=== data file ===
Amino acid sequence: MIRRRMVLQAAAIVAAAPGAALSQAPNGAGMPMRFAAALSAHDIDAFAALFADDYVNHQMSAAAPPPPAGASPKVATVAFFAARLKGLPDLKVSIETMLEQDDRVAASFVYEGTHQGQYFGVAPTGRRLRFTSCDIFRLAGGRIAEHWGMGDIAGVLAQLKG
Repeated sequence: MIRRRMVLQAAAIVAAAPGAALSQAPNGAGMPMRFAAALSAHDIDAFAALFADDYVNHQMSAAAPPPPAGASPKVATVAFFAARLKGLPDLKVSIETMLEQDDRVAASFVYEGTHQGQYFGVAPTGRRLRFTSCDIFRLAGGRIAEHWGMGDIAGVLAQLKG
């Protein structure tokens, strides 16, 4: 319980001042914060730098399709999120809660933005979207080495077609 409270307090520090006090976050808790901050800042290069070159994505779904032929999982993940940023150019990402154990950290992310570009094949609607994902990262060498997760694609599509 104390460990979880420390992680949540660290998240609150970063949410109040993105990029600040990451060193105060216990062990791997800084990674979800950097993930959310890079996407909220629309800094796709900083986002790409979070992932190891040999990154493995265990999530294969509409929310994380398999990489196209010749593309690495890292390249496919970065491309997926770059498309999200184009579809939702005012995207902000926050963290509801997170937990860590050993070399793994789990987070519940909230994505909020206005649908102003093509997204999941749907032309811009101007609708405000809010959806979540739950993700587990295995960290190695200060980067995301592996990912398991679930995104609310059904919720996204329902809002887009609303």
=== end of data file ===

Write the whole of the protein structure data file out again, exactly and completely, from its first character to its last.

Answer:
Amino acid sequence: MIRRRMVLQAAAIVAAAPGAALSQAPNGAGMPMRFAAALSAHDIDAFAALFADDYVNHQMSAAAPPPPAGASPKVATVAFFAARLKGLPDLKVSIETMLEQDDRVAASFVYEGTHQGQYFGVAPTGRRLRFTSCDIFRLAGGRIAEHWGMGDIAGVLAQLKG
Repeated sequence: MIRRRMVLQAAAIVAAAPGAALSQAPNGAGMPMRFAAALSAHDIDAFAALFADDYVNHQMSAAAPPPPAGASPKVATVAFFAARLKGLPDLKVSIETMLEQDDRVAASFVYEGTHQGQYFGVAPTGRRLRFTSCDIFRLAGGRIAEHWGMGDIAGVLAQLKG
């Protein structure tokens, strides 16, 4: 319980001042914060730098399709999120809660933005979207080495077609 409270307090520090006090976050808790901050800042290069070159994505779904032929999982993940940023150019990402154990950290992310570009094949609607994902990262060498997760694609599509 104390460990979880420390992680949540660290998240609150970063949410109040993105990029600040990451060193105060216990062990791997800084990674979800950097993930959310890079996407909220629309800094796709900083986002790409979070992932190891040999990154493995265990999530294969509409929310994380398999990489196209010749593309690495890292390249496919970065491309997926770059498309999200184009579809939702005012995207902000926050963290509801997170937990860590050993070399793994789990987070519940909230994505909020206005649908102003093509997204999941749907032309811009101007609708405000809010959806979540739950993700587990295995960290190695200060980067995301592996990912398991679930995104609310059904919720996204329902809002887009609303």